Throughout 2017 we have been supporting clients to prepare for changes to the Heavy Vehicle National Law (HVNL), effective mid 2018.
In our Safeguard Series, we partnered with the Australian Logistics Council (ALC), highlighting how broad the impact will be on your business, your board and your senior executives. There are a number of resources available, highlighting the risks and pressure points.
The road ahead – the industry trends likely to impact the laws
The industry will continue to grow. It is estimated that truck traffic will increase by 50% by 2030. By 2027, the federal government will have committed AUD $75bn in infrastructure funding to (among other things) develop new transport routes.
Achieving nationally consistent legislation remains a challenge. The National Transport Commission‘s (NTC) latest analysis of the implementation of transport reforms recognises that Western Australia and the Northern Territory not adopting the HVNL creates “significant impacts on industry that operate between WA/NT and the others states”. Hopefully, a greater level of national consistency can be achieved in the future.
The use of telematics will grow. The NTC announced a review of the use of telematics for regulatory purposes to find ways to encourage further take-up and realise safety and productivity benefits.
With new technologies come new risks. New technologies which have the potential to distract drivers have been a growing factor in road safety incidents. To continue to achieve the overall improvement in road safety experienced over the last decade, an approach to reduce driver distraction is required.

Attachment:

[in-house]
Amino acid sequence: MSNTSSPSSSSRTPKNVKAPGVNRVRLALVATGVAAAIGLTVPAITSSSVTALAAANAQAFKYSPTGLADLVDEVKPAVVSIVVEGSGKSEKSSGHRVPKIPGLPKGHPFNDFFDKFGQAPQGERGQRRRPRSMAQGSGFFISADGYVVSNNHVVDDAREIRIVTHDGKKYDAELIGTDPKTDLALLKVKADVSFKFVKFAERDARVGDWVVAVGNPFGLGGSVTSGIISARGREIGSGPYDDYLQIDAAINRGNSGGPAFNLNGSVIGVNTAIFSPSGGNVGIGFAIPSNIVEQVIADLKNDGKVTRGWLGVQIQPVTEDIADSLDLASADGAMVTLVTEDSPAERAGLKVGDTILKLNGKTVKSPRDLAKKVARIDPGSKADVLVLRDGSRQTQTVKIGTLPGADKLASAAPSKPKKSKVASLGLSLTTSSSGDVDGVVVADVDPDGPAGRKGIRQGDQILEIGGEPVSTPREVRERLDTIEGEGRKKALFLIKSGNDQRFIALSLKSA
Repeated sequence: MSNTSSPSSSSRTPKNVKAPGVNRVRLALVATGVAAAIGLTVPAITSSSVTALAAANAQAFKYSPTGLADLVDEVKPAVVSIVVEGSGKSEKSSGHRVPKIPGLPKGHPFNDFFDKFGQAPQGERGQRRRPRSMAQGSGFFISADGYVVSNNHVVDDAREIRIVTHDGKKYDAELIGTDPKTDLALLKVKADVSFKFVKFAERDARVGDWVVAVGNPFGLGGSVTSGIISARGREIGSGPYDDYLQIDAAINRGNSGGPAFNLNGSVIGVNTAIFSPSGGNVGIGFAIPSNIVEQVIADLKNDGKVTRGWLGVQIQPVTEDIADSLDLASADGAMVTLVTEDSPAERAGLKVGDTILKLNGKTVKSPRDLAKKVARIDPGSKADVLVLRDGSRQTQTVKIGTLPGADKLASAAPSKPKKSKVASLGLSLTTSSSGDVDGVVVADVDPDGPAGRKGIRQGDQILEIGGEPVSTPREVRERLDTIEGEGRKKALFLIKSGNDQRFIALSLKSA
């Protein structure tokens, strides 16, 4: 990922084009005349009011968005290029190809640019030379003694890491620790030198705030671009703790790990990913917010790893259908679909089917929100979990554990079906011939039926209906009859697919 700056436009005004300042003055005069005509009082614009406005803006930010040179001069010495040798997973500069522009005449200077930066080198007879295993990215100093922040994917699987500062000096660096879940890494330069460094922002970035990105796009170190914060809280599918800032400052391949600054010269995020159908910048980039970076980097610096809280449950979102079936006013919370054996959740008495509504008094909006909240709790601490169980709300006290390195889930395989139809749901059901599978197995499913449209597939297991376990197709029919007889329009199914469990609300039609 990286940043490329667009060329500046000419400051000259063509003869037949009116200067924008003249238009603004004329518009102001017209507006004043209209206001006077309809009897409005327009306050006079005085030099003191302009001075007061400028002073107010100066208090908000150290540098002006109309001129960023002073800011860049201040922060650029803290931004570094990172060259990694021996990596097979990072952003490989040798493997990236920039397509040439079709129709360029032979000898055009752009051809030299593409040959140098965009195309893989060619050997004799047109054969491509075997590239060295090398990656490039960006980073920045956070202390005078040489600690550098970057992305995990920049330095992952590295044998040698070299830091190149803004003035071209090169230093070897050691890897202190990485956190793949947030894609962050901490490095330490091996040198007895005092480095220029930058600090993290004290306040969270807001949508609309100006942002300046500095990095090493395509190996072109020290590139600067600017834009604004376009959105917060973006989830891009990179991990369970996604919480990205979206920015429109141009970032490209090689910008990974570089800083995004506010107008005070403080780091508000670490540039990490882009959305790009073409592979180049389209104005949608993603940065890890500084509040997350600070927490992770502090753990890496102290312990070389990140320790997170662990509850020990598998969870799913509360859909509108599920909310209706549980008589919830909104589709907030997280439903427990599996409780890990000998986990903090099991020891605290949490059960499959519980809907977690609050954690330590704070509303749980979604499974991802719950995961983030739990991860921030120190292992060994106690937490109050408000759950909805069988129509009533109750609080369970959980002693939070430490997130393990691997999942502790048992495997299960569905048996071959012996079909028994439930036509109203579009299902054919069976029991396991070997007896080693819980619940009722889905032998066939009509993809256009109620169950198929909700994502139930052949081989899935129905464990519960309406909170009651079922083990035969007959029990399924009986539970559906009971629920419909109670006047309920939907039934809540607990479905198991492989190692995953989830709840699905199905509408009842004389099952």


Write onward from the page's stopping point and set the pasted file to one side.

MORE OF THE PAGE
The driverless future is closer than ever. Driverless trucks in the Pilbara have now moved more than 100 million tonnes of earth. On the public road, the framework has been established for testing of driverless vehicles. A commitment has been made to have a regulatory framework in place for automated vehicles by 2020.
The black spots, and changes to come
Further reforms of the HVNL were approved by the Transport and Infrastructure Council in May 2017.
If passed, these reforms will further amend the HVNL to:
- Increase twin-steer axle mass limits.
- Extend the positive due diligence requirements on officers to include the non-chain of responsibility offences for which executive officers are currently liable.
- Revise the heavy vehicle national registration provisions and the heavy vehicle standards.
Vehicles approved to performance based standard level 1 will be able to access the general road network. If amendments agreed to in November 2017 are passed into law.
Updated guidance and codes have been announced.
- Edition 7.5 of the Australian Code for the Transport of Dangerous Goods by Road & Rail was published, which will apply from March 2018.
- A revised load restraint guide was endorsed by road transport ministers in November 2017, which will be available in early 2018.